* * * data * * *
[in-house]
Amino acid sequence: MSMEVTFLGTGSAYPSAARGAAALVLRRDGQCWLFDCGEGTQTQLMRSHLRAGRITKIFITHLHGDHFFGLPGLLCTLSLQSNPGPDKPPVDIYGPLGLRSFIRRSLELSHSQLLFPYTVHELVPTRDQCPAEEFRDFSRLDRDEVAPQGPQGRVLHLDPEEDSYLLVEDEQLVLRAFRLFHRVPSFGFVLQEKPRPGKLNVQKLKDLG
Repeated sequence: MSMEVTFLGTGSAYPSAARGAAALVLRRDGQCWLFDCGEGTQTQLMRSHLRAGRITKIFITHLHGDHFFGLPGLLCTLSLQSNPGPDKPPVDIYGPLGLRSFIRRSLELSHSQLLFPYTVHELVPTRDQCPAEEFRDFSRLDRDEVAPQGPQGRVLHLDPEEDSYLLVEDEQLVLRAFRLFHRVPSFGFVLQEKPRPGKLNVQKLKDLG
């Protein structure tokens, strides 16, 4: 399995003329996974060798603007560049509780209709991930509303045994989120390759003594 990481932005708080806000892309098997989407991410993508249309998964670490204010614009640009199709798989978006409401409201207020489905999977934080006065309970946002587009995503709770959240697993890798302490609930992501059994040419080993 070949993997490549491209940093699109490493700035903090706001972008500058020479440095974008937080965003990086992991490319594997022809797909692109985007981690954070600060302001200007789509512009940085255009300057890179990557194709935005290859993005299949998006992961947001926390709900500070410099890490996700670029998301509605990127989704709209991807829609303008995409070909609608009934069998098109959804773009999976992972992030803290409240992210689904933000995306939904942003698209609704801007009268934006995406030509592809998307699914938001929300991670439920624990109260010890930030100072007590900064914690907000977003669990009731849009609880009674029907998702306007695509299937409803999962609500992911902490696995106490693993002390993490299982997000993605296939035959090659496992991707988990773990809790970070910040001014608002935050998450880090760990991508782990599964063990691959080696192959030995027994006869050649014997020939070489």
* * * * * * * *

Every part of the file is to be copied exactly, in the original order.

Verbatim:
[in-house]
Amino acid sequence: MSMEVTFLGTGSAYPSAARGAAALVLRRDGQCWLFDCGEGTQTQLMRSHLRAGRITKIFITHLHGDHFFGLPGLLCTLSLQSNPGPDKPPVDIYGPLGLRSFIRRSLELSHSQLLFPYTVHELVPTRDQCPAEEFRDFSRLDRDEVAPQGPQGRVLHLDPEEDSYLLVEDEQLVLRAFRLFHRVPSFGFVLQEKPRPGKLNVQKLKDLG
Repeated sequence: MSMEVTFLGTGSAYPSAARGAAALVLRRDGQCWLFDCGEGTQTQLMRSHLRAGRITKIFITHLHGDHFFGLPGLLCTLSLQSNPGPDKPPVDIYGPLGLRSFIRRSLELSHSQLLFPYTVHELVPTRDQCPAEEFRDFSRLDRDEVAPQGPQGRVLHLDPEEDSYLLVEDEQLVLRAFRLFHRVPSFGFVLQEKPRPGKLNVQKLKDLG
């Protein structure tokens, strides 16, 4: 399995003329996974060798603007560049509780209709991930509303045994989120390759003594 990481932005708080806000892309098997989407991410993508249309998964670490204010614009640009199709798989978006409401409201207020489905999977934080006065309970946002587009995503709770959240697993890798302490609930992501059994040419080993 070949993997490549491209940093699109490493700035903090706001972008500058020479440095974008937080965003990086992991490319594997022809797909692109985007981690954070600060302001200007789509512009940085255009300057890179990557194709935005290859993005299949998006992961947001926390709900500070410099890490996700670029998301509605990127989704709209991807829609303008995409070909609608009934069998098109959804773009999976992972992030803290409240992210689904933000995306939904942003698209609704801007009268934006995406030509592809998307699914938001929300991670439920624990109260010890930030100072007590900064914690907000977003669990009731849009609880009674029907998702306007695509299937409803999962609500992911902490696995106490693993002390993490299982997000993605296939035959090659496992991707988990773990809790970070910040001014608002935050998450880090760990991508782990599964063990691959080696192959030995027994006869050649014997020939070489």